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Nope, not using Toad. If it was going to be easy to partition the INSERT statements then I could get a progress update between them, but that doesn't work for INSERT INTO SELECT statements. –  Eric Burnett Sep 24 '08 at 20:18

You can simulate the effect for your users by timing several runs, then having a progress bar advance at the average records / second rate.

The only other ways will be

1 - Refer to the API of your database engine to see if it makes any provision for that

or

2 - Break your INSERT into many smaller statements, and report on them as you go. But that will have a significant negative performance impact.

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If you need to have it or you die, for insert,update,delete you can use some trigger logic with db variables, and time by time you do sql to retrieve variable data and display some progress to user.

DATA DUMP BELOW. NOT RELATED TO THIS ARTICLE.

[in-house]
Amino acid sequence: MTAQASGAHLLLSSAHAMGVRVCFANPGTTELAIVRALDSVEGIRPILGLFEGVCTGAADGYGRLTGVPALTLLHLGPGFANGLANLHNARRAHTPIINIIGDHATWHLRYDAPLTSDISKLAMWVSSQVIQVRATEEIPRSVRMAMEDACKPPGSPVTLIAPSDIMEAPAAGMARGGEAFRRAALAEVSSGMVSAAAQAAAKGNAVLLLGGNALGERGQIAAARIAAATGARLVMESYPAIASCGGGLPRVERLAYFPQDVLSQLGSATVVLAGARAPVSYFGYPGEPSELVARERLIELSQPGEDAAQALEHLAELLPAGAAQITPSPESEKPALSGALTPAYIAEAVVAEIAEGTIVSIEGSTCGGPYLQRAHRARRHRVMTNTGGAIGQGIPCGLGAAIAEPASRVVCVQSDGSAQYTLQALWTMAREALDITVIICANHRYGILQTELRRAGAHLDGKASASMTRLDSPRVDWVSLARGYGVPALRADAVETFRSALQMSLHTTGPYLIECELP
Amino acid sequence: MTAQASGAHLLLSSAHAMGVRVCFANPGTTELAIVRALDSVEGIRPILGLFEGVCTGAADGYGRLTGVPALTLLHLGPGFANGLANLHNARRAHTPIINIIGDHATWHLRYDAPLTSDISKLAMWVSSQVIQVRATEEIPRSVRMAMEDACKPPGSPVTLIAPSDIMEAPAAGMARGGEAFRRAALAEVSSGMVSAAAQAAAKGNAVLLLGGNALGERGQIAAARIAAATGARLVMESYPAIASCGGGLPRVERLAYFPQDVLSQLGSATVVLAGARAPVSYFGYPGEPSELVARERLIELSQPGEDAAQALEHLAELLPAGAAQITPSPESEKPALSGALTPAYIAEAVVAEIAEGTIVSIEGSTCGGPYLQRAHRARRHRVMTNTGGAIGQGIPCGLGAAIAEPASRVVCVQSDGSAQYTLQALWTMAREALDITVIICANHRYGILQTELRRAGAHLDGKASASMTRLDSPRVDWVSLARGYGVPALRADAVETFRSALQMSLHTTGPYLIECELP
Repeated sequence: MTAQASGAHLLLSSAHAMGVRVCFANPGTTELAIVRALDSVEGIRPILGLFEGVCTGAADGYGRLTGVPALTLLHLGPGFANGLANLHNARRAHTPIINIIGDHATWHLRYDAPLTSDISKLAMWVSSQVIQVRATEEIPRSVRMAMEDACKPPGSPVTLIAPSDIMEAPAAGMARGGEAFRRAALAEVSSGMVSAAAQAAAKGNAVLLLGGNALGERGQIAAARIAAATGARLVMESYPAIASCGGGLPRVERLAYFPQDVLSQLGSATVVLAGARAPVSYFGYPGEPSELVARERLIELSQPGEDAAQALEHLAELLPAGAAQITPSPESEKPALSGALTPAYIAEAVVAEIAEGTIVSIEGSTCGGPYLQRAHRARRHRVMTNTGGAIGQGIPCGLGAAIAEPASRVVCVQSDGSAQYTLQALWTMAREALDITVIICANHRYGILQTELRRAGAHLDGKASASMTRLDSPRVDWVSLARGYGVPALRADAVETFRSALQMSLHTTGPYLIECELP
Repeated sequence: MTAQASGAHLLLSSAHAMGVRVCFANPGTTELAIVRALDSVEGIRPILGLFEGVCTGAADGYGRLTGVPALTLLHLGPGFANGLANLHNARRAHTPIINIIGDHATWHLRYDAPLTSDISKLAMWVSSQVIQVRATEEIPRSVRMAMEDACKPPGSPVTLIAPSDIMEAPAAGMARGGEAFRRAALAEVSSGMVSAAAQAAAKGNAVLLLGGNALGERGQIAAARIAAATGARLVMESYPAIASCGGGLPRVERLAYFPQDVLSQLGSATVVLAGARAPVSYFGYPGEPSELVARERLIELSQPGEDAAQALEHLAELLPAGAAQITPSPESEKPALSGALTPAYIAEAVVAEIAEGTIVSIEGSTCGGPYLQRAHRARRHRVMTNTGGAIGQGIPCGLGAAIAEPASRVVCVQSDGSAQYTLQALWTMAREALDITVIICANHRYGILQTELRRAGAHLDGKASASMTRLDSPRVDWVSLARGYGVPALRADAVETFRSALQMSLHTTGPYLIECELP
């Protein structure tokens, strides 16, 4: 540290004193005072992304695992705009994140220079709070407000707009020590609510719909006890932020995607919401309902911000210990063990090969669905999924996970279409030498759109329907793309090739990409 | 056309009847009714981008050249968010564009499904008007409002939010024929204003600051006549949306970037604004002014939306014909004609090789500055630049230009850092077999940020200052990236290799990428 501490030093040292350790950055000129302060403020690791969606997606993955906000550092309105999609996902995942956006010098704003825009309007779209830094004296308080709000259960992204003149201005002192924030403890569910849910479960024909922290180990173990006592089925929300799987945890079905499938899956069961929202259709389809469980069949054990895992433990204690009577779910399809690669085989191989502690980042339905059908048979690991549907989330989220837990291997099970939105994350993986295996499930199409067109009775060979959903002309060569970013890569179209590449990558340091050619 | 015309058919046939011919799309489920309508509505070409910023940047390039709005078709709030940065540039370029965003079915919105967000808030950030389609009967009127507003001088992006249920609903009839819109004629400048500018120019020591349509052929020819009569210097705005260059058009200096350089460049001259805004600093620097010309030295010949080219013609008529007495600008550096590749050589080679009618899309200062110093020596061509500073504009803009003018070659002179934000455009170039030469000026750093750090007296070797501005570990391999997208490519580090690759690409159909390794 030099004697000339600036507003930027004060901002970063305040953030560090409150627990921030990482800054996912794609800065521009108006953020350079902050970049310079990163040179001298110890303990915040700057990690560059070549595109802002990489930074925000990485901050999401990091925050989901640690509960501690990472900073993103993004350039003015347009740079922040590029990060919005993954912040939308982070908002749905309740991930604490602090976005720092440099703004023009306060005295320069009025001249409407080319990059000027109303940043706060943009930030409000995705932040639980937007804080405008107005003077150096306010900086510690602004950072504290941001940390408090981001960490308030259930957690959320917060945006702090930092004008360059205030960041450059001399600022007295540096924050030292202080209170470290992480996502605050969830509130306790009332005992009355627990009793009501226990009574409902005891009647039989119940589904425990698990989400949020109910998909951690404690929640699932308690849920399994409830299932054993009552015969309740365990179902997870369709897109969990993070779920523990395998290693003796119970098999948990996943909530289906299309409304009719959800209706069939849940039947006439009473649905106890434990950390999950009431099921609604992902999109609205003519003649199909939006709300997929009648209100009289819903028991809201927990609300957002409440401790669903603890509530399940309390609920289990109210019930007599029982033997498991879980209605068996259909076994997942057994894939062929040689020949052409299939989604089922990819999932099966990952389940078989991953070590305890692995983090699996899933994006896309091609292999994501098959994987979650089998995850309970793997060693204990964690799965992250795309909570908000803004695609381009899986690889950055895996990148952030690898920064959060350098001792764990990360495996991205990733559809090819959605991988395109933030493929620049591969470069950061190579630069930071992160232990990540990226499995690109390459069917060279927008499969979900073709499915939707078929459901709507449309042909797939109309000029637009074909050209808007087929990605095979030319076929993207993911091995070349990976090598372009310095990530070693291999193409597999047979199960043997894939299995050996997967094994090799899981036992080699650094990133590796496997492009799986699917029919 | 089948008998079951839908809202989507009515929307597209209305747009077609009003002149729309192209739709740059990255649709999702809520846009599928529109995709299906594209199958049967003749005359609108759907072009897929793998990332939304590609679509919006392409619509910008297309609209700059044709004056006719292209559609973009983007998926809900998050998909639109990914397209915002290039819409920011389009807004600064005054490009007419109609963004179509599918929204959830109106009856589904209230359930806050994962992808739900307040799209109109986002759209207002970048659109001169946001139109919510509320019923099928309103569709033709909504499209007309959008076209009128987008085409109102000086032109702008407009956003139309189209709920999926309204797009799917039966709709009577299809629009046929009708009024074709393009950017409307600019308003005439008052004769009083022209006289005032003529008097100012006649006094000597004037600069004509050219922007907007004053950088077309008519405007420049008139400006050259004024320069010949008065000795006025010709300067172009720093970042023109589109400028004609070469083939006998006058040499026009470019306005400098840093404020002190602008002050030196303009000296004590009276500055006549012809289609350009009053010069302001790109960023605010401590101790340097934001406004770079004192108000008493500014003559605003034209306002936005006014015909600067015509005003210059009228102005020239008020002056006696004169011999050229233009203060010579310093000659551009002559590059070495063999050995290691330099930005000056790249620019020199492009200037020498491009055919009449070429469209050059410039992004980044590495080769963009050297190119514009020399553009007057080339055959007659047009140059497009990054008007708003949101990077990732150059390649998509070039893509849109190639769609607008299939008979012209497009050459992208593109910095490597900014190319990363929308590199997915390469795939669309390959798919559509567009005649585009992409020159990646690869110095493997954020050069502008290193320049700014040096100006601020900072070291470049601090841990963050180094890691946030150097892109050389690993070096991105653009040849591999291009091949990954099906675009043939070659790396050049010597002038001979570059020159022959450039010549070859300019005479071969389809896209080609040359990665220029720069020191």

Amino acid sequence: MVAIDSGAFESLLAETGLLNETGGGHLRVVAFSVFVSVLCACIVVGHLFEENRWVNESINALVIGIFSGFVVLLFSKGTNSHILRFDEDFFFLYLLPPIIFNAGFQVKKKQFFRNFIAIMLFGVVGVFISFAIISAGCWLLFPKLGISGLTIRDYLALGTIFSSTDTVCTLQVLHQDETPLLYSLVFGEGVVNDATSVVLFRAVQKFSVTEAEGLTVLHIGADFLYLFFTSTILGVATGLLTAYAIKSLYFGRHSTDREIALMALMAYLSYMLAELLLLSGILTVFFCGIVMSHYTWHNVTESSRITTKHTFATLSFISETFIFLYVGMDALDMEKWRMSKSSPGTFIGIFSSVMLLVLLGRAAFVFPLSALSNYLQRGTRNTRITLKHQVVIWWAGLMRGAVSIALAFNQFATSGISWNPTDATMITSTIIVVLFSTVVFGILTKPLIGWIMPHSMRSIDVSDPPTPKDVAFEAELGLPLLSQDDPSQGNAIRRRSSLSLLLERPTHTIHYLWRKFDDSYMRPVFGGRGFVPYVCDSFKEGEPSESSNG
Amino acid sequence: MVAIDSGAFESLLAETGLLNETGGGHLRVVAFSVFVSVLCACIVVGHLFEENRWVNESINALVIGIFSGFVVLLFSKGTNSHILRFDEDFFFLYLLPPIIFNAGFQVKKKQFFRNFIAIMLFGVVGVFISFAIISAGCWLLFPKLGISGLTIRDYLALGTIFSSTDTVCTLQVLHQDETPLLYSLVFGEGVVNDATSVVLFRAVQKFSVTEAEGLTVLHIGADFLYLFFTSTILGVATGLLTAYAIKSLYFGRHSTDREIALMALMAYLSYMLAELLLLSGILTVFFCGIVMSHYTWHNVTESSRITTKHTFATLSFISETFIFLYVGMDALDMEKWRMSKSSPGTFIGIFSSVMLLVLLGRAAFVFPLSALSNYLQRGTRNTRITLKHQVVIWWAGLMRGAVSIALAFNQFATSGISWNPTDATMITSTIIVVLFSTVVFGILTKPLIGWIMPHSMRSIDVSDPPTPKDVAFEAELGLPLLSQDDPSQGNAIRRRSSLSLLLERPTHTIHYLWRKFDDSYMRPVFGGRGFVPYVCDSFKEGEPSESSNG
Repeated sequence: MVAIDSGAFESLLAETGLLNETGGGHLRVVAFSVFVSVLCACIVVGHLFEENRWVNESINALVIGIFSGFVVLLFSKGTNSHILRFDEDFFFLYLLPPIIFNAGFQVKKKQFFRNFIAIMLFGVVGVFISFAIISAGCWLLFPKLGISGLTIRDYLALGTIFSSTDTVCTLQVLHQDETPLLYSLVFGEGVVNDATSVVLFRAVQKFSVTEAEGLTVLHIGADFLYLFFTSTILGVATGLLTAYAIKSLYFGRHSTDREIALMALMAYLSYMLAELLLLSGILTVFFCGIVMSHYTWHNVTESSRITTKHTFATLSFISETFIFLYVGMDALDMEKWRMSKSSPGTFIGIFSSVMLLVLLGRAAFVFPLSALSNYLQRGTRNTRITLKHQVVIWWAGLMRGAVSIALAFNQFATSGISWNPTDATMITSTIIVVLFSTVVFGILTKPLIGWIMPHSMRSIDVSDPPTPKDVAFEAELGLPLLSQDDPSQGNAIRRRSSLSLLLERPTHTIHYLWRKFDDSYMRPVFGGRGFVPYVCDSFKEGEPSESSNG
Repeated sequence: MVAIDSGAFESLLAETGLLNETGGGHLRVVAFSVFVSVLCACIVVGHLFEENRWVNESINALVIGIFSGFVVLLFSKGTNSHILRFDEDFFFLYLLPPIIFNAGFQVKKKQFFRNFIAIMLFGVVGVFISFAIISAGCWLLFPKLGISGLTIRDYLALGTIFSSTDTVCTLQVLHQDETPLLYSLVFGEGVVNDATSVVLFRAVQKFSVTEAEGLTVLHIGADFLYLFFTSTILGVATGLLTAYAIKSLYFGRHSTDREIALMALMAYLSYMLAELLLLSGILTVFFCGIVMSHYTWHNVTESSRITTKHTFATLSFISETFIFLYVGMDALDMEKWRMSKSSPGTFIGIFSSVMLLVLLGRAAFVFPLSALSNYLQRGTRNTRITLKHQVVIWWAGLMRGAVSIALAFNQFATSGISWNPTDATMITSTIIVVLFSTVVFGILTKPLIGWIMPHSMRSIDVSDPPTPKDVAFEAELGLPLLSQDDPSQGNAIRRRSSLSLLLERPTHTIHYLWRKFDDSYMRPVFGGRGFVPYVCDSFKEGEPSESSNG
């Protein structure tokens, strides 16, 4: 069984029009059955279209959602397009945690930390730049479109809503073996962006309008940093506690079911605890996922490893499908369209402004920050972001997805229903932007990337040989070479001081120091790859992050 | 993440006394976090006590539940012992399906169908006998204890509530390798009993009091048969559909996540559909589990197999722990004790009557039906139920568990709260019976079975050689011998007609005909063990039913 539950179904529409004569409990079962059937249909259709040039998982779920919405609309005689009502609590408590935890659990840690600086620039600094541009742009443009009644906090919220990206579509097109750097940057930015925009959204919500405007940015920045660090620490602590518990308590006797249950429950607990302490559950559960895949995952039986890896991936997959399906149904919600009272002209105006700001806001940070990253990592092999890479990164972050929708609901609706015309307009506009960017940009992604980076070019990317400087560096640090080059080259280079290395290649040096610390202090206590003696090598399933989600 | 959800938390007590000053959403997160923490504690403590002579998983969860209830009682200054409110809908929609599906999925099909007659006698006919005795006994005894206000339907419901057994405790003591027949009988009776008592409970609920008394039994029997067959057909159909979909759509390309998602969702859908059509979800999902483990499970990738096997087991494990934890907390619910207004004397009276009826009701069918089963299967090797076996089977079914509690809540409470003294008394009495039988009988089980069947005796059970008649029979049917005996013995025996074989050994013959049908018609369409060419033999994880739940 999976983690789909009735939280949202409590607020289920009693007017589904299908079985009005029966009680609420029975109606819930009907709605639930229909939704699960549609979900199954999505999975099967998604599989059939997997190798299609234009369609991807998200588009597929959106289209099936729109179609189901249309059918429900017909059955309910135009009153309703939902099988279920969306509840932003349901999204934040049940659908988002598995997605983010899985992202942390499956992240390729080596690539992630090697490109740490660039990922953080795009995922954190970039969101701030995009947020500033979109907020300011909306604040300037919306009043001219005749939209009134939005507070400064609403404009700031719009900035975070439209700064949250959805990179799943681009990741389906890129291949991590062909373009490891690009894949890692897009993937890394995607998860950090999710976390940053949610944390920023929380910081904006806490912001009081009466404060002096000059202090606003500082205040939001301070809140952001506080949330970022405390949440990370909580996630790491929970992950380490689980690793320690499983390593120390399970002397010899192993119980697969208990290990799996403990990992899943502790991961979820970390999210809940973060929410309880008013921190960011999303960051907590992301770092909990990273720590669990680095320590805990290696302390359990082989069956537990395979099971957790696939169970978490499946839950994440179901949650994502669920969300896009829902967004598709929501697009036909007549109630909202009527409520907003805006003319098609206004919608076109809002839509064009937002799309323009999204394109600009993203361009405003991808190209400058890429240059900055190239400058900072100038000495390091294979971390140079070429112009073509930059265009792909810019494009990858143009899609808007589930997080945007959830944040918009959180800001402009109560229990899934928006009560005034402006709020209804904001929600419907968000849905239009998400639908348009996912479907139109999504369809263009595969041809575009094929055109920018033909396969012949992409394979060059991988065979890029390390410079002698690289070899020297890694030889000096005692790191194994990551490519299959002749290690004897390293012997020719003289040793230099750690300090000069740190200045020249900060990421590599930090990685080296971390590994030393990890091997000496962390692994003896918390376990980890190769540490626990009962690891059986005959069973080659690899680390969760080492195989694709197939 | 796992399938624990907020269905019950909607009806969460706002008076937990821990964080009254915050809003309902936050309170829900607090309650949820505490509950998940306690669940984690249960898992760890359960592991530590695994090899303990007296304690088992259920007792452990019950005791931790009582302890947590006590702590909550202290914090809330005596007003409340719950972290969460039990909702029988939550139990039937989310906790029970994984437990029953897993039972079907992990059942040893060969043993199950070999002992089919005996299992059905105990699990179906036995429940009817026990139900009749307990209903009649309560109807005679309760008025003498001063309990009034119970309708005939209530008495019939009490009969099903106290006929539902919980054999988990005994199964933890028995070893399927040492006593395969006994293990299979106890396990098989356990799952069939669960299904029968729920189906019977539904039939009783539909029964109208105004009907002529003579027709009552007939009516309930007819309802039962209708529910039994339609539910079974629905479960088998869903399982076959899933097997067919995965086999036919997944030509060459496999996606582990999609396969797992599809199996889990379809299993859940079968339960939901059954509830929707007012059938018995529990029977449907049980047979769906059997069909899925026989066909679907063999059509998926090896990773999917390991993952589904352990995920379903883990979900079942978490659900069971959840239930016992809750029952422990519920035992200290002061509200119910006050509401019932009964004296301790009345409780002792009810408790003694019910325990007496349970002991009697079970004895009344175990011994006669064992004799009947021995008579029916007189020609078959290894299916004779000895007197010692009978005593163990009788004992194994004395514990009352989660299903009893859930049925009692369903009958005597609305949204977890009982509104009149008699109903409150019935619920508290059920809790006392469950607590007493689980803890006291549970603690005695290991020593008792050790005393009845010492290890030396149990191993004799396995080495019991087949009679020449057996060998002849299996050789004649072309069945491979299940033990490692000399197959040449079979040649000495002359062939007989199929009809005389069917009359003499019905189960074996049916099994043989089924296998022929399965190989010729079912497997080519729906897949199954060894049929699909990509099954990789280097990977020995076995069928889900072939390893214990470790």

If you wan`t to use it, I can write an example and send it.

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Stumbled upon this old thread looking for something else. I disagree with the idea that we don't want progress information just because it's a set operation. Users will often tolerate even a long wait if they know how long it is.

Here's what I suggest:

Each time this runs, log the number of rows inserted and the total time, then add a step at the beginning of that process to query that log and calculate an estimated total time. If you base your estimate on the last runs, you should be able to present an acceptably good guess for the wait time for the thing to finish.